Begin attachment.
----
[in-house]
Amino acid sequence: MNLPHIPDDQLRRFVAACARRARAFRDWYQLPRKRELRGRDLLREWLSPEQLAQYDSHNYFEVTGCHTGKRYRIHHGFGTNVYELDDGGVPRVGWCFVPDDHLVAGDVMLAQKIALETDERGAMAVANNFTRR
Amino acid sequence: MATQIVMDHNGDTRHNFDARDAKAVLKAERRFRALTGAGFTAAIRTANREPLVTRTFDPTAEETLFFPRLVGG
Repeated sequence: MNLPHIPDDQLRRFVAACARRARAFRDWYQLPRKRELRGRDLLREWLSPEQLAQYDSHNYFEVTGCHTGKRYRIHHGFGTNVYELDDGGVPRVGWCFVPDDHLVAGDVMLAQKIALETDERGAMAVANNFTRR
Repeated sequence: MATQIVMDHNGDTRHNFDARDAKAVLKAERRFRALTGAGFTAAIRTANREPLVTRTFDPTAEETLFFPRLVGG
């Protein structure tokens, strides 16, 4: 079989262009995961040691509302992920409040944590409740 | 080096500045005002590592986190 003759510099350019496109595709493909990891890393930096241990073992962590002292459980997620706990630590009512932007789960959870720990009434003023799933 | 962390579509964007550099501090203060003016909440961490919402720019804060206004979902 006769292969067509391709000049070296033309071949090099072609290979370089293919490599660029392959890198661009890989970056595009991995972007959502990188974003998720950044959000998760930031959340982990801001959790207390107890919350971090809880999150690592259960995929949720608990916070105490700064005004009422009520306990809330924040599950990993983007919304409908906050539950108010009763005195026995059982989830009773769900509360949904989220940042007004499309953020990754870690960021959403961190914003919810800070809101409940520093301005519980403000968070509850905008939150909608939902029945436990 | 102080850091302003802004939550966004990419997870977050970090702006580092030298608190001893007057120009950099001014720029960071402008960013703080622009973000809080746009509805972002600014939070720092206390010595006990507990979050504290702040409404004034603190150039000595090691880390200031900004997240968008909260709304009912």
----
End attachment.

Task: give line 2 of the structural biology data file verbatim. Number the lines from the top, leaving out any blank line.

Amino acid sequence: MNLPHIPDDQLRRFVAACARRARAFRDWYQLPRKRELRGRDLLREWLSPEQLAQYDSHNYFEVTGCHTGKRYRIHHGFGTNVYELDDGGVPRVGWCFVPDDHLVAGDVMLAQKIALETDERGAMAVANNFTRR